By Premilla Nadasen
President Bush recently signed a bill making it harder for states and participants in welfare-to-work programs to get the help they need.
The bill reauthorized the 1996 welfare reform, which Congress and the Clinton administration designed to push recipients off welfare rolls and onto employment rolls. After 2002, states were required to have at least half of the recipients working or else face a cut in funding.
But in his announcement on June 28, Health and Human Services Secretary Mike Leavitt issued stricter work guidelines.
States were previously allowed to use their 1995 welfare population as a target for the percentage who were enrolled in work programs.
The new regulations require states to start counting from their welfare populations as of 2005, thus putting greater pressure on states to find work for welfare recipients who remain on the rolls.
The net effect of these stricter rules will be to push more families off welfare.
Since the Temporary Assistance to Needy Families (TANF) program started in 1996, the welfare population has dropped from 4 million to 1.9 million. Nearly all recipients who are capable of work have already been removed from the welfare rolls. Wisconsin, a pioneer in welfare-to-work programs, reduced its caseload by 80 percent.
State welfare administrators agree that most employable recipients have already left the welfare program. Those who are left are the poorest of the poor who have physical or emotional disabilities or substance abuse problems. They are unlikely to obtain steady employment. As a result, funding will be cut.
The fundamental question, however, is whether former welfare recipients are actually faring any better than they were 10 years ago.
Although poverty rates fell during the economic boom of the 1990s, they have risen steadily again since 2000. Single-parent families headed by women are the hardest hit. They are two-and-a-half times more likely to be poor than two-parent families with children.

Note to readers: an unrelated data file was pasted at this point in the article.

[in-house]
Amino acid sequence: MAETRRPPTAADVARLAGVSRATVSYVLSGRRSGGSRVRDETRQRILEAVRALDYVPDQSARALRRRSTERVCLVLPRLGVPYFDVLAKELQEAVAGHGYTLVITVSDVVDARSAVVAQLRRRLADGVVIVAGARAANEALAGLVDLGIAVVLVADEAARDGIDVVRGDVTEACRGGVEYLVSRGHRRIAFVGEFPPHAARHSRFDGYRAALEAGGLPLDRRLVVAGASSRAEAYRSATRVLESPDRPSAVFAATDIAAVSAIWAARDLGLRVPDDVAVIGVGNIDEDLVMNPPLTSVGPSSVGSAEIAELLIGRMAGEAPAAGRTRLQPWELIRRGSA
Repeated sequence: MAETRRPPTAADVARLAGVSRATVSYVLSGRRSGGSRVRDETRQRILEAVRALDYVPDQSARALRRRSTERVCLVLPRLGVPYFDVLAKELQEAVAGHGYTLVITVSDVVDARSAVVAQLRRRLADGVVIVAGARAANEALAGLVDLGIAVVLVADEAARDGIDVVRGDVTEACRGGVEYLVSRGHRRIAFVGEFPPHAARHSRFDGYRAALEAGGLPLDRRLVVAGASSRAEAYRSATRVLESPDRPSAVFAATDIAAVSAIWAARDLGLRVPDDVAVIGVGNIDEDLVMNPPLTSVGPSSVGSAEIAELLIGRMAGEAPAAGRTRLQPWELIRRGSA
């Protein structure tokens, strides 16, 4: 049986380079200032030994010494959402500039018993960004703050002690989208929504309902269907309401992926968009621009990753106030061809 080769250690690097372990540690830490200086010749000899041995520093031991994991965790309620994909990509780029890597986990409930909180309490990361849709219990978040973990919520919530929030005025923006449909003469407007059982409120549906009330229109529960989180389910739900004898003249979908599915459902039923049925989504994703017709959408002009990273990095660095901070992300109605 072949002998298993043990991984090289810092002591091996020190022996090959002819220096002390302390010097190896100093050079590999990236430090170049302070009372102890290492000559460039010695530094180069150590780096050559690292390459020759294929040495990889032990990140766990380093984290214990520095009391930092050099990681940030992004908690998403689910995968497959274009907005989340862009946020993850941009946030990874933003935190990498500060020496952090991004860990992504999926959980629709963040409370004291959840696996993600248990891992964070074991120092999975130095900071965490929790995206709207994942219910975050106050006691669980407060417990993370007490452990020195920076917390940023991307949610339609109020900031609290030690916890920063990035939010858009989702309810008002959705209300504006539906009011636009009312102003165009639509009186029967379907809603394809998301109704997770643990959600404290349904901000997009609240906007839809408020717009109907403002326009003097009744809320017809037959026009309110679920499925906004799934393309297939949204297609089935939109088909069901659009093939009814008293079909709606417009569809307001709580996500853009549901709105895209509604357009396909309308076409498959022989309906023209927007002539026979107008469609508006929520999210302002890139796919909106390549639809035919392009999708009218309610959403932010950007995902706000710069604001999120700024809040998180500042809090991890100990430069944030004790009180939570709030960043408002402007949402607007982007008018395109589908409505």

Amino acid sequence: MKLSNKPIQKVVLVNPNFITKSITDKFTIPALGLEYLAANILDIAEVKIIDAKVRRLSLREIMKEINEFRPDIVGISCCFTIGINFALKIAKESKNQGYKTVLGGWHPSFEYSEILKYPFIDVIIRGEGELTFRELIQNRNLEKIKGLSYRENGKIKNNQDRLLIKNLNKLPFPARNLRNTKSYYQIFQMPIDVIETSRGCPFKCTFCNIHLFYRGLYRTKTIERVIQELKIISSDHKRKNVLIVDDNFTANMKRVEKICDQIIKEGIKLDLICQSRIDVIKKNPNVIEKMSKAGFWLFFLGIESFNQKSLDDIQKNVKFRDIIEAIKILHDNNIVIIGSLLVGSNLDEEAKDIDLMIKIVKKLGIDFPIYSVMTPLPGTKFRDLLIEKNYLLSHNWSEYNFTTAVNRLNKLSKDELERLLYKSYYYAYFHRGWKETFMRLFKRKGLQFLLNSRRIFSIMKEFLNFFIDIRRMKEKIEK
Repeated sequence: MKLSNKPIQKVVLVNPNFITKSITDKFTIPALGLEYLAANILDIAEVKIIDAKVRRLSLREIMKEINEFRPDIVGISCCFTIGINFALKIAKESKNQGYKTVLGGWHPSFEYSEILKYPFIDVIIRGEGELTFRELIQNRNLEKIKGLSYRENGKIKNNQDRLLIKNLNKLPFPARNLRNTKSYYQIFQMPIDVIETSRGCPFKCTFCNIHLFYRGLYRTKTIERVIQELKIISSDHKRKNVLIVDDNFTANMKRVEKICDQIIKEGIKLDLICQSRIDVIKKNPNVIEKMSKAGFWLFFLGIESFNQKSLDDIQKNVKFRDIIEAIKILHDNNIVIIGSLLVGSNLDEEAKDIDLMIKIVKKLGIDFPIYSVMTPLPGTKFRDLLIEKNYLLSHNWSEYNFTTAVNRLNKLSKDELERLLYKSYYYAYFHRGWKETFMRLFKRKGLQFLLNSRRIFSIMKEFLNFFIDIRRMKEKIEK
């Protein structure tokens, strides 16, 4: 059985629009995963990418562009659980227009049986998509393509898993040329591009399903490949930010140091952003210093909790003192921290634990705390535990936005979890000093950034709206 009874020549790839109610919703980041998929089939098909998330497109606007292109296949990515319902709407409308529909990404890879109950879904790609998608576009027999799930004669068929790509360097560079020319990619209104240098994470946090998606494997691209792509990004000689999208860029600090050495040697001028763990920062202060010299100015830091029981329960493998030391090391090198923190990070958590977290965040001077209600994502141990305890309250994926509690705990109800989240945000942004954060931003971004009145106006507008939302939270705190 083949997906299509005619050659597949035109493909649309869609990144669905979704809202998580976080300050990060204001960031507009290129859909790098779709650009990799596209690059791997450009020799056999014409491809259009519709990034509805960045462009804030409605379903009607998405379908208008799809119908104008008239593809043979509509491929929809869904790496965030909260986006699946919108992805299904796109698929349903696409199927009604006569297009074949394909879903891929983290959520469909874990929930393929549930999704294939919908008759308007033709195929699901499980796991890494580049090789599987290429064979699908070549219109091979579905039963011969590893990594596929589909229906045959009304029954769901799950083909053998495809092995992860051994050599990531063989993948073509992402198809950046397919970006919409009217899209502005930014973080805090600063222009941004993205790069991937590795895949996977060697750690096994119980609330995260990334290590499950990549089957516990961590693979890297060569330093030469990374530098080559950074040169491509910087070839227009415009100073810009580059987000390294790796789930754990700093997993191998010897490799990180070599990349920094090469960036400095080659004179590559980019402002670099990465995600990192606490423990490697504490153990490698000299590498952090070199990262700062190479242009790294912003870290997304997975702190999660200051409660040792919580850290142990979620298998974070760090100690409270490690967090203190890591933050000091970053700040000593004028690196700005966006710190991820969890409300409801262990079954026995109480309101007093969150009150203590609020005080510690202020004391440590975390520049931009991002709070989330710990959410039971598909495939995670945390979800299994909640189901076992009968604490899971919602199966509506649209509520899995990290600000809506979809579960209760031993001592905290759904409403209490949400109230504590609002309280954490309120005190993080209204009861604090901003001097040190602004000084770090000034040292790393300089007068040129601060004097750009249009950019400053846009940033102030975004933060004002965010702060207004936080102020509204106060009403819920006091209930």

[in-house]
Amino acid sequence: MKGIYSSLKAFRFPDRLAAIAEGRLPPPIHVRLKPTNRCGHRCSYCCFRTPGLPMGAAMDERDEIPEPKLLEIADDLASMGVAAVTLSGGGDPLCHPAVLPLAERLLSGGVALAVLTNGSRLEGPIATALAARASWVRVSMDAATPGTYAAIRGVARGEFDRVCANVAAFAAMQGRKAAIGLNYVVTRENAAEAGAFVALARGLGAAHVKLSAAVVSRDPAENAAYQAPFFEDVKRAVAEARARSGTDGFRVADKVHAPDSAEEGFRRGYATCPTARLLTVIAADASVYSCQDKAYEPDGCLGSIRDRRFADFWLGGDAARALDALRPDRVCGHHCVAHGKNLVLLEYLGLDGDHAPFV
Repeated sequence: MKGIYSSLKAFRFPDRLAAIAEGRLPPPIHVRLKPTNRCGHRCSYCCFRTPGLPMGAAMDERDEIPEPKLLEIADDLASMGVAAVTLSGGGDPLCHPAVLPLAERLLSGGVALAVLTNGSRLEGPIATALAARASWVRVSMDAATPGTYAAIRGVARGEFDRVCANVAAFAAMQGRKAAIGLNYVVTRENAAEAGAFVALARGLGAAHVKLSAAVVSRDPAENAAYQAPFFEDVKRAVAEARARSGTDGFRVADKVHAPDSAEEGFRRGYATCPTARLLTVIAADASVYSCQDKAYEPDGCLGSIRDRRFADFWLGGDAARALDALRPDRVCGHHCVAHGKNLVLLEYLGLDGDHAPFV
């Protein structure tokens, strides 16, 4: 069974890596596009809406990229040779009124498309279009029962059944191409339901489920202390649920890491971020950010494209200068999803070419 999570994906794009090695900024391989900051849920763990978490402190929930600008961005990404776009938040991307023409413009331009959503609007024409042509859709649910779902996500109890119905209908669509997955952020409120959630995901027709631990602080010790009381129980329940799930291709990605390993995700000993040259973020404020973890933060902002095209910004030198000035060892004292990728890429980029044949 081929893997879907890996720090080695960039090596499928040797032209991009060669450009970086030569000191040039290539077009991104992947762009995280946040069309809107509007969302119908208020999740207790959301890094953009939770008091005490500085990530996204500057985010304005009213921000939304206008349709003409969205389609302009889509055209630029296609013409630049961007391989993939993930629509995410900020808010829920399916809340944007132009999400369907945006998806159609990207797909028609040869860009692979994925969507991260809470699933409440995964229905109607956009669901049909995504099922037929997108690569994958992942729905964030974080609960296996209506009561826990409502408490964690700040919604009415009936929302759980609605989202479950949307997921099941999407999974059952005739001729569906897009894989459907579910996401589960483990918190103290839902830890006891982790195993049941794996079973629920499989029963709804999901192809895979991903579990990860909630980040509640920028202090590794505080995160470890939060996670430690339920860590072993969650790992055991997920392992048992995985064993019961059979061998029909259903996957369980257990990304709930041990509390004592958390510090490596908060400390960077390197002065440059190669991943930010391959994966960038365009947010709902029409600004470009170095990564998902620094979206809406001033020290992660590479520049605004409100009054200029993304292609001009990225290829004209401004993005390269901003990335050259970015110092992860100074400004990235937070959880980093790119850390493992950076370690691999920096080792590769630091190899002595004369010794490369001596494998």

Despite the assertion by Wade F. Horn, the Health and Human Services assistant secretary for children and families, that “the only way to escape poverty is through work,” this is not the reality for most low-wage workers.
Currently, a full-time worker at the present minimum wage level of $5.15 an hour earns $10,700 annually, which is $5,000 below the poverty line for a family of three.
Nearly all studies show that the number of homeless families with children has increased significantly over the past decade. According to the National Law Center on Homelessness and Poverty, in 2003, 39 percent of the homeless were children under the age of 18.
According to the U.S. Department of Agriculture, 13 million children in the United States experience “food insecurity.” This means they lack consistent access to enough food for active, healthy living.
Thus, although many have left welfare, few have escaped poverty.
Poor families face enormous obstacles in paying for child care, skyrocketing housing costs, health care and transportation.
The federal government’s concerted efforts to shred the safety net including the abolition of Aid to Families with Dependent Children (AFDC) in 1996, cuts to public education and a reduction in social service programs have exacerbated these problems by forcing families to spread limited resources even more widely.
A more practical and fair approach would be to increase the minimum wage, help subsidize housing and child care, make health care affordable and provide economic assistance to families in need.
Overworked parents don’t have time to help children with their homework or meet with their child’s teacher. They are unable to supervise minors during non-school hours or give troubled children needed attention.
As a nation, we should create opportunities not barriers to improving the lives of poor families.
Premilla Nadasen is an Associate Professor of History at Queens College, City University of New York, and author of “Welfare Warriors: The Welfare Rights Movement in the United States” (Routledge, 2005). She can be reached at email@example.com.